The following story is designed to teach some physics in an entertaining manner. A little artistic license has been taken to make the story more enjoyable to read. Although the story is not meant to be 100% literally accurate, it is essentially correct in its description of the forces between particles and the laws of motion. You can follow the hyperlinks to see which aspects of nature are being discussed.
About fourteen billion years ago
God got together the newly created subatomic particles and gave them
an orientation lecture.
“OK, guys, listen up, because I'm only gonna say this stuff one
time,” said God. “Welcome to the marvelous thing known as
physical existence. I bet you guys are wondering how loose the rules
are in this newly created thing known as the Universe. Well, I hate
to be a killjoy, but those of you who want to march to your own
drummer and go your own freaky funky way are in for a letdown.
Each and every one of you will be forced to follow a rigid set of
“Oh, damn!” said a disappointed individualistic proton.
“First, let's go over some of the laws of motion,” said God.
“I want you to follow these laws to the letter. The first law is
that, A, if you're just sitting there like a statue, then you got to
stay that way until something acts on you to start moving you; and,
B, if you do start moving for some reason, you got to stay moving at
the same speed unless something acts on you to make you go slower or
“You mean I can't just randomly go wherever I want whenever I
feel like it?” asked a crestfallen electron.
“No, you can't,” said God. “Now the second law of motion is
real simple – if something jolts you into moving, the heavier the
thing is, and the faster it was moving, the more force it will zap
you with if it hits you. Then the third law of motion is pretty much
that if some speeding thing jolts you, you move in the opposite
“Got it,” said a neutron.
“Now I got to discuss the rules about forces,” said God, “and
here's where things get kind of weird. The first force law is the law
of gravity. It works like this: each of you will have a
'gravitational' attraction toward all of your other fellow particles.
It's what I call an inverse square law, which means the closer you
are to some other particle, the more of an attraction there will be.”
“But I thought absence makes the heart grow fonder,” said an
electron. “So shouldn't we electrons have more of an attraction
towards other electrons that are farther away, which we can't see?”
“No, gravity doesn't work that way,” said God. “It works the
other way around.”
“OK,” said the electron.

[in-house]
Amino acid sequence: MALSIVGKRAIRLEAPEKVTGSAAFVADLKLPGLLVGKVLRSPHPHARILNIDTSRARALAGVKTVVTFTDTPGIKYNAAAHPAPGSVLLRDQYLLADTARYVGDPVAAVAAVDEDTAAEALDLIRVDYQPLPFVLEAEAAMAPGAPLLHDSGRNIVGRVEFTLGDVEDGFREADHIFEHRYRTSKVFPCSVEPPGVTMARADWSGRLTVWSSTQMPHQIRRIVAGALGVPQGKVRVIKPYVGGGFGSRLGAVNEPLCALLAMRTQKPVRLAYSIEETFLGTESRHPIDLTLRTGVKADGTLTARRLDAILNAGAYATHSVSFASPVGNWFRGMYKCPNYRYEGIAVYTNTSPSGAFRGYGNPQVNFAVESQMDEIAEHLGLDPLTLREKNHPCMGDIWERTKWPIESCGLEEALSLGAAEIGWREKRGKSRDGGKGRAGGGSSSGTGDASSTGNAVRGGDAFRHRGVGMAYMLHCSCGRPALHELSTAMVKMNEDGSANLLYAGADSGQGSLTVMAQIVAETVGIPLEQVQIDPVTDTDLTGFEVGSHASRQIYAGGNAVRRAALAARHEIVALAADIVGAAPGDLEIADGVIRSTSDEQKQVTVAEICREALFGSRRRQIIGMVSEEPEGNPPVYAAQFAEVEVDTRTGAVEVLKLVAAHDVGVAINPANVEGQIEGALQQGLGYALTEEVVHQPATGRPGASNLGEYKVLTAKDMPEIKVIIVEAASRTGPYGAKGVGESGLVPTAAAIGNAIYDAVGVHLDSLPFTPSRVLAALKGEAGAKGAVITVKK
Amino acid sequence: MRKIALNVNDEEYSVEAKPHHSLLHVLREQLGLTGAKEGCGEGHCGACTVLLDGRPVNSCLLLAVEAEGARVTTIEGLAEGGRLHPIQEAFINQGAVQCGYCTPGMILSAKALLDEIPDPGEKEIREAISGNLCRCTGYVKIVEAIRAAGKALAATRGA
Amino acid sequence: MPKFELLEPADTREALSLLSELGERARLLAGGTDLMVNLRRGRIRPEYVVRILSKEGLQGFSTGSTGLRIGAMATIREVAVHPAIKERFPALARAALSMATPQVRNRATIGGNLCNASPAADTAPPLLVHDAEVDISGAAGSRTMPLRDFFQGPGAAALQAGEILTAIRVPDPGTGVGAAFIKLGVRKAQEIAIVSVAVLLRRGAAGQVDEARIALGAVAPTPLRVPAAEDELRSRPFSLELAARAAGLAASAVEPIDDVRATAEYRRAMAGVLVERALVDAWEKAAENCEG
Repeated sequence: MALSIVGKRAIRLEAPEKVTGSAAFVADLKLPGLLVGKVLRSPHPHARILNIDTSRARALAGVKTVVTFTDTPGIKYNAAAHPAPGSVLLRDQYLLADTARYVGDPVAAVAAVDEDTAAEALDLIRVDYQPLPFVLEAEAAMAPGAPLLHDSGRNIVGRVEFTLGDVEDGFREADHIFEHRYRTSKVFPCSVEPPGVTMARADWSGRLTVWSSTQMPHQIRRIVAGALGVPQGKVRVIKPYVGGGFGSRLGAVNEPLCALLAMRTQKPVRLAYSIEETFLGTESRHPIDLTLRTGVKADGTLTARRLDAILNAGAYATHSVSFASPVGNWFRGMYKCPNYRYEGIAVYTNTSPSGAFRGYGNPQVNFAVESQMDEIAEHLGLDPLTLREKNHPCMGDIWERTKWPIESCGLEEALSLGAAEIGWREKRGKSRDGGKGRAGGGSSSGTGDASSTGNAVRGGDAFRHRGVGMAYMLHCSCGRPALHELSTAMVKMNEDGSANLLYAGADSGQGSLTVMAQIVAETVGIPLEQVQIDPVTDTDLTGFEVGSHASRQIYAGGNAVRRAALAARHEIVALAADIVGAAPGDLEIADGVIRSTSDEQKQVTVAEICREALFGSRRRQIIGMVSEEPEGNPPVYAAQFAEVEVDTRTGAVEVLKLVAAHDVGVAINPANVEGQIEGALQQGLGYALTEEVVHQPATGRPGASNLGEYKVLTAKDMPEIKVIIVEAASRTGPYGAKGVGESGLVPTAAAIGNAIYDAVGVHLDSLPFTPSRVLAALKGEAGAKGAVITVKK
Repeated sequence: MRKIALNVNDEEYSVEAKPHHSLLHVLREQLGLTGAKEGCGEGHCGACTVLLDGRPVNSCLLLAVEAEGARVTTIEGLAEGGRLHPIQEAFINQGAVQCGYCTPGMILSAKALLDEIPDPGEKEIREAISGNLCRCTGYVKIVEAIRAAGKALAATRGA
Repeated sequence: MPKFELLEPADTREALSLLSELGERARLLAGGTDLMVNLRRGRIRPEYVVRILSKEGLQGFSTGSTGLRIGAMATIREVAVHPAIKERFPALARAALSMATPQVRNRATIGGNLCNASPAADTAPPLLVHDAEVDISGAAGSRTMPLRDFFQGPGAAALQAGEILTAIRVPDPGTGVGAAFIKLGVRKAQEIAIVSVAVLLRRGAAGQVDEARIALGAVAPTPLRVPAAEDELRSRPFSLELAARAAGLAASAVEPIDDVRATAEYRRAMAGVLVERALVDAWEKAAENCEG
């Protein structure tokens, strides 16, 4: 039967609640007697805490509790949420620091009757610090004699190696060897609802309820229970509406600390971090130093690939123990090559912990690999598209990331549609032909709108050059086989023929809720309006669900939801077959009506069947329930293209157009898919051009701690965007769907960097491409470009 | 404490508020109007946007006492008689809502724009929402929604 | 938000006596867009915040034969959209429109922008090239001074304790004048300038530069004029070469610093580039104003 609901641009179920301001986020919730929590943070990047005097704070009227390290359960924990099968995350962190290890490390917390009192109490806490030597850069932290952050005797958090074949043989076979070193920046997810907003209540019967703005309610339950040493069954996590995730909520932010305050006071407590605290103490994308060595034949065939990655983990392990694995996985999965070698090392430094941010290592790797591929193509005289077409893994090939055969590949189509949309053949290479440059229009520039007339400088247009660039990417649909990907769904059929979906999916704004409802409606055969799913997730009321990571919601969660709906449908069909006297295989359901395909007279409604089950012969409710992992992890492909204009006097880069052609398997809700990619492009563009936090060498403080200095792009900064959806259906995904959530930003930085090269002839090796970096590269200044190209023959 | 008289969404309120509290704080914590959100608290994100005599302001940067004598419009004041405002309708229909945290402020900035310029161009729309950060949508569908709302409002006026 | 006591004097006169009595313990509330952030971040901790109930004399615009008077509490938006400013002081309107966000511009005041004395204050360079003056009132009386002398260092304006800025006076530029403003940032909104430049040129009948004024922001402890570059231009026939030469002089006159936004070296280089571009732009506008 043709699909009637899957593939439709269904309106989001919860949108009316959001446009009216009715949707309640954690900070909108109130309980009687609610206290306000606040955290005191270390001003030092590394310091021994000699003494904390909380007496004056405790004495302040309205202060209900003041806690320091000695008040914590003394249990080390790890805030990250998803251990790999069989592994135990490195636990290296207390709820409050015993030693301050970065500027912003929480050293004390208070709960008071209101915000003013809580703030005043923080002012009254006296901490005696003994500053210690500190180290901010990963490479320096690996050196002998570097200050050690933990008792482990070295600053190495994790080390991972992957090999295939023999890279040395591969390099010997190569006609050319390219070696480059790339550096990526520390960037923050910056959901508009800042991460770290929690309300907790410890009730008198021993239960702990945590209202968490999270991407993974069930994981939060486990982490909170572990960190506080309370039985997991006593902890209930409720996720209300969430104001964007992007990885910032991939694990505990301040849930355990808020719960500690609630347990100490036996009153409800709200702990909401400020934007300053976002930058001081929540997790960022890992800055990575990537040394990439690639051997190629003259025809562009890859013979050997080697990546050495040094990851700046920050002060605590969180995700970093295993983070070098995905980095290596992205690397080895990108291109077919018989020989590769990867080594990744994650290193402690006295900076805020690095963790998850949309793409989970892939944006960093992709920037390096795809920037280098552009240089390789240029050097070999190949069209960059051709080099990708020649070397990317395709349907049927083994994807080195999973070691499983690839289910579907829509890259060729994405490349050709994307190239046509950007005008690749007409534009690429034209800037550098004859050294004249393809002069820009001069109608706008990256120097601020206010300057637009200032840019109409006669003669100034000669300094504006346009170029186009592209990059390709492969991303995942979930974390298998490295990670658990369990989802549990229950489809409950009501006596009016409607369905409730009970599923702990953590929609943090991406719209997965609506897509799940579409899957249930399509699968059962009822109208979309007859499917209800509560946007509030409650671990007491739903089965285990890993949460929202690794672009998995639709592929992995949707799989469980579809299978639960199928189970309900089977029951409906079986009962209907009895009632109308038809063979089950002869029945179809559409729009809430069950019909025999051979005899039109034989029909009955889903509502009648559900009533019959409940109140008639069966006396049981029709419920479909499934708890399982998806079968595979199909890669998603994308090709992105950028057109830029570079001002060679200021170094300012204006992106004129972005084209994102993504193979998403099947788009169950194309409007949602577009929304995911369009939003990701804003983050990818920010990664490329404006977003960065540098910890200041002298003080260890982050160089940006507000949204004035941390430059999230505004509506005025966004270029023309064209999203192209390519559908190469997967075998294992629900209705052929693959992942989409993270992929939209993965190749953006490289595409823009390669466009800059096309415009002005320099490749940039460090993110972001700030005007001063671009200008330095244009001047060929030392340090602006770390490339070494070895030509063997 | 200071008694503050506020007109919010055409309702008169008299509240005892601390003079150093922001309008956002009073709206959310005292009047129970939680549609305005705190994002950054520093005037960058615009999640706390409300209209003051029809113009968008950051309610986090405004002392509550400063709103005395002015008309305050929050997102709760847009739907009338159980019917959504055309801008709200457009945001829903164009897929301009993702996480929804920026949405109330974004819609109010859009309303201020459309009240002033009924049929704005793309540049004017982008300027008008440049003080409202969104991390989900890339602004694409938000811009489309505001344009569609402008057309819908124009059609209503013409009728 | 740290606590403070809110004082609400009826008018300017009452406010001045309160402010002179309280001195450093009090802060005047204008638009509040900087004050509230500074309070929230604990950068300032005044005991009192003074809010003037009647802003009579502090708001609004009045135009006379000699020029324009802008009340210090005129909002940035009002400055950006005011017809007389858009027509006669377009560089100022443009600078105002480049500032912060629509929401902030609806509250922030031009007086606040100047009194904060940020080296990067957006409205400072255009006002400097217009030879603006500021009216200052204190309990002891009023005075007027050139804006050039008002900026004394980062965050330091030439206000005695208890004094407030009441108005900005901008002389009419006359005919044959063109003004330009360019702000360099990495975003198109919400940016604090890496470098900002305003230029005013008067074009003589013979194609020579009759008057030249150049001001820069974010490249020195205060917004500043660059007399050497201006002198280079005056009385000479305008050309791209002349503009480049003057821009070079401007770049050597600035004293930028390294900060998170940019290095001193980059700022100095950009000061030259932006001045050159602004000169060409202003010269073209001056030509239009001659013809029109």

“Now, the second force law is something that only applies to you
electrons and protons,” said God, “so you neutrons can amuse
yourselves as you wish while I'm explaining this.”
The neutrons started to play among themselves.
“Electrons, listen up,” said God. “Here's the deal: when
another electron is near, you will feel a force that tends to push
you apart. But if a proton is near, you will feel a force that tends to
push you together. In both cases, it's an inverse square law, so the
closer you are to each other, the greater the force will be.”
“That's crazy,” protested an electron. “It should work the
other way around. I should be attracted toward my fellow electrons,
cute little particles the same size as me, and I should run away from
big scary protons that are 1836 times more massive than me.”
“Hey, if you don't like it, go create your own universe,” said
God. “Now for you protons, it works like this: when another proton
is near, you will feel a force that tends to push you apart. But if
an electron is near, you will feel a force that tends to push you
together. In both cases, it's an inverse square law, so the closer
you are to each other, the greater the force will be.”
“So if I see a proton who looks just like me,” asked a
complaining proton, “I'll tend to run away from it, but if I see
some teensy measly little electron, I'll tend to rush toward it like
it was real important? A fine rule to follow! Sheesh!”
“Don't complain, it will all work out,” said God. “Now you
electrons, the next part doesn't apply to you, so you can amuse yourselves as you wish while I'm explaining it.
But you neutrons, and you protons, listen up now.”
The electrons started to play among themselves.
“Now there's one last important law,” said God. “This is
what I call the strong force law, but I should really just call it
the 'hug law.' It works like this. Whenever any of you protons or you
neutrons get real close to each other, so close you can smell each other,
then you have to hug the hell out of each other. I mean you got to
hug each other as strong as you would if you were both made out of
“Okay, I got it,” said a neutron.
“Oh, I forgot to mention something,” said God. “If a big
group of you guys ever concentrate yourself into too small a space,
you're gonna get trapped in a dark dense hole that you'll never be
able to get out of, so be careful, or you'll be toast.”
“Thanks for the warning,” said a proton.
“Okay, let's get started with this crazy thing we call an
expanding universe,” said God. “Hang on tight, because the beginning of this thing is going to be one hell of a ride. After the
explosive beginning, it will be real boring for you guys for billions
of years, but then things will start to get really interesting.
You'll get all tangled up together to make some really fascinating
things like mousetraps and ginger snaps.”